On neighborhood associations:  They are very important.  One of my campaign monikers is, “Community, Integrity and Vision.”  I think all of those things come into play in neighborhood associations.  This has been a pivotal and amazing year for citizen involvement in Arvada.  With a three-year history, the CLRC is the first neighborhood association on the block, so to speak, to reach out to citizens and get public feedback.  But because of the Walmart proposal for the Arvada Plaza and the Park Place Olde Town proposal, three new groups have been spawned.  Those are Save Arvada Now, Stop Arvada Walmart, and Citizens for a Better Arvada and their members are becoming active by attending public hearings, visiting city hall and continuing a vibrant conversation on Facebook.  

I think that is great.  Although some groups may seem like they only concentrate on specific goals or they are not going beyond their own neighborhood issues, collectively they have really started a new era where citizens get more involved in shaping their community.  Hopefully their members will increase and they will all remain effective at monitoring their city government and ultimately shaping the future of their city.  

Additionally, three other things come to mind regarding community.  I was involved in a political campaign effort last fall and walked many neighborhoods and knocked on a lot of doors for a local congressman.  I also talked to hundreds of Arvada residents when circulating the petition to deny IRG/Walmart the PIF funding mechanism that was given to them for “extraordinary” development costs by the city.  The one thing I learned was that people don’t know their neighbors beyond five to ten houses from theirs.  While walking for this campaign, I found out that I didn’t even know my own neighbors.  I spent hours walking around my neighborhood and I’m thinking, “Wow this fun!”  I’ve known this guy lived here for 20 years and I’ve never even met him.  And they are actually good, real people.  They’ll answer the door and they’ll talk to you.    

So I’m wondering how we do that across the city to try to get families to get to know each other.  Let’s brainstorm some ideas such as giving various neighborhoods a name and establish neighborhood coordinators.  Let’s set up a barbeque or events to encourage people to meet their neighbors, and let’s find a way to give them a little seed money to do that.  The more we know each other, the better off we’re going to be as community.  And the more respect we’re going to have for each other, the more respect we’ll have for town government, because, collectively, our voices will be heard.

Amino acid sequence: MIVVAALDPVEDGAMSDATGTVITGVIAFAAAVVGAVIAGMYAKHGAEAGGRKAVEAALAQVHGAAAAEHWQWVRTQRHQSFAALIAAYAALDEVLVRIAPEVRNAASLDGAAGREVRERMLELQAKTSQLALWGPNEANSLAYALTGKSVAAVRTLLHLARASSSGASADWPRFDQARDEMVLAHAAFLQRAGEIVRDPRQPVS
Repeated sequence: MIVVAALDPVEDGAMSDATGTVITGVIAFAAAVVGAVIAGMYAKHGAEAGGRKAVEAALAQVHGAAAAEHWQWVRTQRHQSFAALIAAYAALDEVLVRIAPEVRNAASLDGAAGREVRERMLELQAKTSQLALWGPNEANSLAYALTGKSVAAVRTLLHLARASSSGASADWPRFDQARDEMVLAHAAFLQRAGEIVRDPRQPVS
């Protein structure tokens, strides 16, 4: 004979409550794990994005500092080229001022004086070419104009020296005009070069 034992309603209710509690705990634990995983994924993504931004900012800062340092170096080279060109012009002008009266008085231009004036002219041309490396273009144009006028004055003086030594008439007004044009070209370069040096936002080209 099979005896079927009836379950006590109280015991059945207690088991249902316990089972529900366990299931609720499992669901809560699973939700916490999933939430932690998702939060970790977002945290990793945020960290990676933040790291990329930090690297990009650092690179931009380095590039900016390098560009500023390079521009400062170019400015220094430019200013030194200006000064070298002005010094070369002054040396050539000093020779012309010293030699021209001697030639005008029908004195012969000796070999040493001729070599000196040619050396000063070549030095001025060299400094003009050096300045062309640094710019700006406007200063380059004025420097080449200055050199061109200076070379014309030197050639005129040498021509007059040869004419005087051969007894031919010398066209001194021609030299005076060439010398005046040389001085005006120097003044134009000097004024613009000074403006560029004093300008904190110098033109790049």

On growing traffic on Independence Street:  To me, this is a big, big deal.  It almost trumps the traffic and safety problems on Ralston Road.  Knowing that in less than two years we are going to have a 138,000 square foot Walmart there, and knowing that a successful Walmart is going to be bringing in more traffic, then Independence Street to the south is going to turn into a traffic problem.  My primary concern is at the intersections of 57th Avenue, Grandview Ave, and at 52nd Ave for traffic going on to Costco and to I-70 and to the Target center. This problem was not addressed in the Walmart plan and the increased traffic on these roads is going to upset a lot of citizens.

I made this clear to the Council at the July 15th Walmart meeting. I read the traffic study.  I listened at the Planning Commission and Council meetings.  They gave me no comfort that that issue has been addressed.  I’m frustrated by the fact that they approve projects without fully solving these pressing issues.

On lost local recreation and a new neighborhood recreation center:  I am assuming you mean on the north side of 58th where the Safeway was. This is another complex issue because it potentially ties itself into the Arvada Plaza-Triangle area, to AURA’s plans and to the long-range goals of the APEX recreation district.  Does it make sense to take a commercial and tax-generating portion away from the Triangle and put a public facility, such as a recreation facility, there?  Personally, I don’t see how a facility of this type meshes with the studies of the north parcel.  It’s going to be difficult to do with the existing ODP plan.  The only way we can do it is if AURA buys the property and then deeds it back to the City.  

I think putting a recreation center where the old water treatment plant east of KFC at Garrison may not be a great idea because the geography may not work there.  My first thoughts on the issue are that it may not be a great idea to put any recreation facility in the Arvada Plaza-Triangle area — unless it becomes a central destination/focal point for a mixed-use project on the north side.  I have a problem with a small neighborhood recreational facility that is limited in size because it may be short sighted in serving the long-term needs of the community.  Perhaps if we can double the $3.1 seed money that has been discussed for a recreation center and find the right place for it, then that would give us more options.

A primary recreation facility may better serve the needs of eastern and northern residents if it were located closer to Wadsworth Blvd. We need to consider other properties along with the Arvada Center property in which to locate this facility.  There are some properties along that corridor that could be considered for purchase by the city.